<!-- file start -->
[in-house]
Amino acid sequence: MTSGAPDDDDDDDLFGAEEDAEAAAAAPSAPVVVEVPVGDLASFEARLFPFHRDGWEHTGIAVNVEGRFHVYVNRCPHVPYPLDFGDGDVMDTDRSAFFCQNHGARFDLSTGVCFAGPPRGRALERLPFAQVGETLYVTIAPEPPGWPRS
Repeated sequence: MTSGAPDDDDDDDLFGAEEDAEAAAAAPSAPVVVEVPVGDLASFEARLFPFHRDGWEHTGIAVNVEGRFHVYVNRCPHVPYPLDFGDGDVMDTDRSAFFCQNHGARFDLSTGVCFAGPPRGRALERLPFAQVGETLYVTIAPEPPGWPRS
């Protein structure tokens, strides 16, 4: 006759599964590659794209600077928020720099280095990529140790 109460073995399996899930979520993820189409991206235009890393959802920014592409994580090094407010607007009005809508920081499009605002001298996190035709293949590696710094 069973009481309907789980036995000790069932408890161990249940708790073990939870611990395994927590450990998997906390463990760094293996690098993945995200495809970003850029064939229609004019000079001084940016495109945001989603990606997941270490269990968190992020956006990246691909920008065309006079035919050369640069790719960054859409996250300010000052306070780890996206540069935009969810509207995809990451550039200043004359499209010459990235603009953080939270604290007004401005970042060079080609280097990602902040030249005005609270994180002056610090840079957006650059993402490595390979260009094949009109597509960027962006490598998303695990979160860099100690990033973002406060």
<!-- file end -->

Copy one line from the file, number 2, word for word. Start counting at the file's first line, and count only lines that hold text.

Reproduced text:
Amino acid sequence: MTSGAPDDDDDDDLFGAEEDAEAAAAAPSAPVVVEVPVGDLASFEARLFPFHRDGWEHTGIAVNVEGRFHVYVNRCPHVPYPLDFGDGDVMDTDRSAFFCQNHGARFDLSTGVCFAGPPRGRALERLPFAQVGETLYVTIAPEPPGWPRS